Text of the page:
NUI GALWAY is to lead a cross-border research network which will explore “healthy ageing” in rural communities on the island of Ireland.
The network is the first of its type and will draw on expertise in social care and public health, gerontology, economics, spatial planning and rural geography.
It involves NUIG’s Irish Centre for Social Gerontology and its geography school; Queen’s University Belfast (QUB); and the Rural Community Network and Forum community group in Letterfrack, Co Galway.
The network, known as Health Ageing in Rural Communities (Harc), has received grant aid from the Centre for Ageing Research and Development in Ireland (Cardi). The Cardi programme aims to promote North-South partnerships on issues affecting older people, and the research will involve senior citizens with the aim of improving policies and services.
Kieran Walsh, of the NUIG Irish Centre for Social Gerontology, said although there is an over-representation of older people in rural areas throughout Ireland, research into rural ageing has been limited to small-scale studies.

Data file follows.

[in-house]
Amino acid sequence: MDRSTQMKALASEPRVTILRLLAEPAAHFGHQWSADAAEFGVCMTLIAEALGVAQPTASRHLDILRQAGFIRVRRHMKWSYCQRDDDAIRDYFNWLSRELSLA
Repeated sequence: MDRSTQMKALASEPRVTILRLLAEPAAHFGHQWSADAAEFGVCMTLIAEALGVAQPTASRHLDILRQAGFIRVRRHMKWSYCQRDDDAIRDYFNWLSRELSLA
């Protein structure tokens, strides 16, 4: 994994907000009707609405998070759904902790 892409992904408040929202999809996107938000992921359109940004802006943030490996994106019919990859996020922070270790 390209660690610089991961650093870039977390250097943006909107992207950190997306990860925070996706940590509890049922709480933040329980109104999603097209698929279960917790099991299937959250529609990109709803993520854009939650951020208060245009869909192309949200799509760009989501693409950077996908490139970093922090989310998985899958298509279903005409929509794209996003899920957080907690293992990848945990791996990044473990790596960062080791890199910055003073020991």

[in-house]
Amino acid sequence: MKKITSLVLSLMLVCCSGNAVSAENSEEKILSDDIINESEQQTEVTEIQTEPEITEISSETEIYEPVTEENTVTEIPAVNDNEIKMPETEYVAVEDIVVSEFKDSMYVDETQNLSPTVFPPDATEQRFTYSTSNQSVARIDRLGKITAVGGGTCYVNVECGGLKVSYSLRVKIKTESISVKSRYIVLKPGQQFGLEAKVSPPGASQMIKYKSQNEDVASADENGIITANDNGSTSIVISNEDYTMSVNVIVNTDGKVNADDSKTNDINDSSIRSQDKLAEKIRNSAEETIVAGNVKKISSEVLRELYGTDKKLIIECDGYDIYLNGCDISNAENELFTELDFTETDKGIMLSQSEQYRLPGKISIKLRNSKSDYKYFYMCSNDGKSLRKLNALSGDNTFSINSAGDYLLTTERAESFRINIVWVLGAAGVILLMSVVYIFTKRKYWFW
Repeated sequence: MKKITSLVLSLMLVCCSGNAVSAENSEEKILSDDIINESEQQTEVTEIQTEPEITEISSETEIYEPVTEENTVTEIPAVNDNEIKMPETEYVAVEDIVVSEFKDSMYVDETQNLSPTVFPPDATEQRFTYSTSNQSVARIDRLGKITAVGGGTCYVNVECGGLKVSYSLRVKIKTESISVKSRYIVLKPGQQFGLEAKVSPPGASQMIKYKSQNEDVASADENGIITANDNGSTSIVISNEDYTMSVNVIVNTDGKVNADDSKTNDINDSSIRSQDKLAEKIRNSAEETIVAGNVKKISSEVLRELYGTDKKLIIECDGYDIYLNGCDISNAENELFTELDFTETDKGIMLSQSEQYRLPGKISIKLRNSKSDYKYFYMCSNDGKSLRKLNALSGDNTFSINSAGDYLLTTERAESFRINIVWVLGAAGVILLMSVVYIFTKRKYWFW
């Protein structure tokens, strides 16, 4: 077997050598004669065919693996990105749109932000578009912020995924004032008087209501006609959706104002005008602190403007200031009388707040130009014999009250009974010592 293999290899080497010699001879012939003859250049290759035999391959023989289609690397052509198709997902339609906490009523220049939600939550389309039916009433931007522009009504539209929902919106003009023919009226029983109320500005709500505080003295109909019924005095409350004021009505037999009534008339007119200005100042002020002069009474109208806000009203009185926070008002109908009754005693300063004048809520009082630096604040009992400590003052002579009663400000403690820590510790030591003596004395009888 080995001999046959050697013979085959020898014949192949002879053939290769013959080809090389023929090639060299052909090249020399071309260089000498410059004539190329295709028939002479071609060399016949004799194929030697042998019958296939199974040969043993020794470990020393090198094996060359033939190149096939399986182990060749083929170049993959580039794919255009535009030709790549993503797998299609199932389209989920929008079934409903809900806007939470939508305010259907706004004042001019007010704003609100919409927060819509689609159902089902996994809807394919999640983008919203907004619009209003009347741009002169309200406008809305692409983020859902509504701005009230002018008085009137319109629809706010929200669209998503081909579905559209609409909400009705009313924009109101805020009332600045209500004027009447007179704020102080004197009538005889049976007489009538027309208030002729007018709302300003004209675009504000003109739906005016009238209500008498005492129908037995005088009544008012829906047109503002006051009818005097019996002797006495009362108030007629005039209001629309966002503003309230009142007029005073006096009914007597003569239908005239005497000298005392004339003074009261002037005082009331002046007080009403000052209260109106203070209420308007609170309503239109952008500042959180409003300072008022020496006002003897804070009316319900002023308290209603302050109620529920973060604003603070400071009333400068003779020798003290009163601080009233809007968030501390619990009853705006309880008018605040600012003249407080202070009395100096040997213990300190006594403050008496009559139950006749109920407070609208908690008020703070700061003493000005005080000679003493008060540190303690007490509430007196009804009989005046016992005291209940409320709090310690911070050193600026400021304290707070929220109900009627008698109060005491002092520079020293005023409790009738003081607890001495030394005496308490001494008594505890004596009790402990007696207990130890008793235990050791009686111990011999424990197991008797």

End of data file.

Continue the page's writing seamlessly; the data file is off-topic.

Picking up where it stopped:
There has also been a “total absence of any cross-border coordination”, Walsh said. “Even though there are many similar issues facing both regions, the cross-border and interdisciplinary study of rural ageing in Ireland has not been developed.”
“There is a lack of understanding of the difficulties and inequalities that face older people in rural areas, as well as the opportunities and benefits that are to be obtained from living in our villages and countryside,” Walsh said.
“This, in turn, makes it very difficult to get a full picture of rural ageing and undermines our ability to develop a long-term strategy for ageing in rural Ireland – both north and south of the border.
“Harc will allow us to share existing knowledge, identify key research questions for future study and ultimately increase the capacity for rural ageing research across Ireland,” he said.
The Harc initiative is a part of a broader research programme on rural ageing at the Irish Centre for Social Gerontology. The multidisciplinary research centre has been focusing on the economics of ageing; technology and ageing; and rural ageing. It has been awarded more than €5 million in funding since its establishment in 2006.
The cross-border network is one of six recipients of grant-aid recently announced by CARDI for all-island studies. Trinity College, Dublin (TCD), QUB, the University of Ulster (UU) and the Quality Initiatives consultancy will examine different standards in long-stay care, and will also work with older people to draw up specific standards to meet the needs of those diagnosed with dementia.
The transport needs of vulnerable older people, especially in rural areas, is the subject of another grant-aided study, which is due to be carried out by University College, Dublin, UU and Age Action Ireland.
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